From the monthly archives: "June 2008"
What's That Bug? does not endorse extermination

Is this a Red Legged Purse Spider (sphodros rufipes)?
My daughter found this spider in an old cemetary that we visit at Memorial Day time. My daughter was sure she had found some rare spider, and I guess maybe she did. We live in Southwestern Kansas, and I don’t think they are very common here After convincing her that she did not need to keep the spider for a pet, she released it. Before releasing it, she took a picture of it, but it was a little too far away, and the crop turned out a little fuzzy. But looking at other pictures in this category, I believe it is a red legged purse spider. What do you think? . Thank you,
Krista

Hi Krista,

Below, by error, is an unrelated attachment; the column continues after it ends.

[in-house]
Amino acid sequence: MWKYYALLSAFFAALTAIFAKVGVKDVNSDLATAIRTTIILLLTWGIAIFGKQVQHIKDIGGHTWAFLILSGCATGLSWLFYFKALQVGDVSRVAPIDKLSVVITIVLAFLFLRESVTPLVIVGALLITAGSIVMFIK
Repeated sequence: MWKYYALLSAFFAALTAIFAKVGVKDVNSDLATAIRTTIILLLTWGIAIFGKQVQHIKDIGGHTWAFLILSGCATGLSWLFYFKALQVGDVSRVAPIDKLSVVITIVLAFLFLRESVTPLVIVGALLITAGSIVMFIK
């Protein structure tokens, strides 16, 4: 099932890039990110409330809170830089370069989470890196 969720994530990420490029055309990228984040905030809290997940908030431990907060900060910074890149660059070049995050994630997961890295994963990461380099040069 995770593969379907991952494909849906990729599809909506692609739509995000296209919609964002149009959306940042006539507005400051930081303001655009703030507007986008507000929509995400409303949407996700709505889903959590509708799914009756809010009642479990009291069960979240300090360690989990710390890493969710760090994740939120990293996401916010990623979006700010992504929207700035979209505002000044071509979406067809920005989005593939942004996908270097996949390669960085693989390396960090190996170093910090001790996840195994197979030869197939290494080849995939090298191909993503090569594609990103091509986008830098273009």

Your identification of a Red Legged Purseweb Spider is correct.

(06/02/2008) red legged purseweb spider
Thank you for providing such an excellent identification site for insects and spiders! While putting more native plants into our yard in Cape Girardeau, Missouri, my daughter found this magnificent spider with violet-black body and bright red legs. Everyone in the family came to see it. Even as an astute field biologist myself, I had never seen a spider like this. After some internet searching, I found the ID on your site. You mentioned it as an “endangered” species. Is that a federal listing or state listing? Do you know it’s listing in Missouri? We live in the river hills of the Mississippi river in what once was historically Beech-Tupelo mesophytic forest. We still have a few beech trees and tulip poplar is still common. Is there only one species of this kind (Atypus bicolor) or does the common name refer to several different species? Would you say that the one we have in Southeast Missouri is the endangered species? Any idea about its habitat preferences? I’d like to be able to find it again and take some photographs and video. Thanks again